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Biography of George Pettengill

Discover your family's story. Enter a grandparent's name to get started. Start Now The subject of this review is one whose history touches the pioneer epoch in the annals of the state of Idaho, and whose days form an integral part of that indissoluble chain which linked the early formative period with that of latter day progress and prosperity. Not alone is there particular interest attaching to his career as one of the pioneers of Idaho, but in reviewing his genealogical record we find his lineage tracing back to the colonial history of the nation and to that period which marked the inception of the grandest republic the world has ever known. Through such sources have we attained the true American type, and along this line must our investigations proceed if we would learn of the steadfast and unyielding elements which constitute the basis upon which has been reared the lofty and magnificent superstructure of an en-lightened and favored commonwealth. In 1620 Richard Pettengill was born in Staffordshire, England, and in 1641 he landed on the shores of New England, there to found a family that has sent its branches out into various sections of the country. He married Johanna Ingersol, and their son, Samuel, was married February 3, 1674, to Sarah Poor. On the 18th of December. 1692, was born to them a son, to whom they gave...

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Biography of Milton Kelly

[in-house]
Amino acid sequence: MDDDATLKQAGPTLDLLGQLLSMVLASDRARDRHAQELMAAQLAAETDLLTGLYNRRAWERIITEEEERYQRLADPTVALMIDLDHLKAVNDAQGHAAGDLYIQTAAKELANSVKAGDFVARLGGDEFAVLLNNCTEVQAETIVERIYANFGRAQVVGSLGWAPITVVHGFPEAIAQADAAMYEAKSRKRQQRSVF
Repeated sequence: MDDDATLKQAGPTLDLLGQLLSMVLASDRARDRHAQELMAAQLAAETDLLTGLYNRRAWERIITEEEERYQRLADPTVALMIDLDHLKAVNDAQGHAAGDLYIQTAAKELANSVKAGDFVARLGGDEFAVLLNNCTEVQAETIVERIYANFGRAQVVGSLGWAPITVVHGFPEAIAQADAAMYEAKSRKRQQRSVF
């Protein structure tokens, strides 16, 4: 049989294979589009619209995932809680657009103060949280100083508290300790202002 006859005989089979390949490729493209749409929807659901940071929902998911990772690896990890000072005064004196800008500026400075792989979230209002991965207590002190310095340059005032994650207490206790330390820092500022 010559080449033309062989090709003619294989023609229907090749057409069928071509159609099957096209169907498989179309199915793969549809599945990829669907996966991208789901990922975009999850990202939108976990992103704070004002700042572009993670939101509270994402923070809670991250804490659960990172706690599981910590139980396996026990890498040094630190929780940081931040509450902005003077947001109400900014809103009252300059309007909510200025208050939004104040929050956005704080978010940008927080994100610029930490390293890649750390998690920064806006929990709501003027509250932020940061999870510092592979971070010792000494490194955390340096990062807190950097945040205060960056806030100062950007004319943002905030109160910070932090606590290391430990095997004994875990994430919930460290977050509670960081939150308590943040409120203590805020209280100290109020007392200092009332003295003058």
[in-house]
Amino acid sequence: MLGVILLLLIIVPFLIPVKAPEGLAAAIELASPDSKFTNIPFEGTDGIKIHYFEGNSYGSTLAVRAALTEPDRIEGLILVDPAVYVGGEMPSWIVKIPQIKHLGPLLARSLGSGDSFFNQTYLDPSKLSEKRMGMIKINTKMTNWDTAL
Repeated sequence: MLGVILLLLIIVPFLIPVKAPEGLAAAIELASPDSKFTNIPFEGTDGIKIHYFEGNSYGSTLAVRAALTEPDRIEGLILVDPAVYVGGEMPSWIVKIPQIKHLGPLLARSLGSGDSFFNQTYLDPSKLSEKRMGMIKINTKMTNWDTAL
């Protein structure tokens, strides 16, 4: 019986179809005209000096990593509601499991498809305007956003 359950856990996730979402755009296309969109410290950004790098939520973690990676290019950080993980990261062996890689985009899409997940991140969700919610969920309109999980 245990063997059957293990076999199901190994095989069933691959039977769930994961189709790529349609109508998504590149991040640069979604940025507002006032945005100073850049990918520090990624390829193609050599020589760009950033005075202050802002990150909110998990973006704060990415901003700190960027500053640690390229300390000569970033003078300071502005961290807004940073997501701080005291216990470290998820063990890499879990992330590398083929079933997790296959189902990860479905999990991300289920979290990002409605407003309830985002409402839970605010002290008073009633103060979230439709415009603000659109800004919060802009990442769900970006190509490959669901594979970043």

Discover your family's story. Enter a grandparent's name to get started. Start Now Judge Milton Kelly, now deceased, who attained considerable prominence as one of Idaho’s most loyal citizens and public-spirited men, was born in Onondaga County, New York, September 9, 1818, and descended from Irish ancestors who were early settlers in New England. He was reared on his father’s farm, obtaining his early education in Bloomfield, New York, and when still young taught school. He went to Ohio, subsequently removing to Wisconsin, where for some time he was engaged in the mercantile business, and then studied law and was admitted to the bar about 1845. He then took up the practice of his profession, for which he was peculiarly fitted by his natural abilities, and during his thirteen years of active professional life in Wisconsin he became intimately acquainted with the leading men and was prominently identified with shaping the destiny of the then new state. In 1861 Judge Kelly went to California and the following year removed to the new mining town of Auburn, Oregon, where he engaged in the express and transportation business, between that town and Placerville, Boise County, Idaho, later making his home in Placerville. In the autumn of 1863, following the act of organization of the territory of Idaho, he was, at an election held in Boise County, elected a member of the...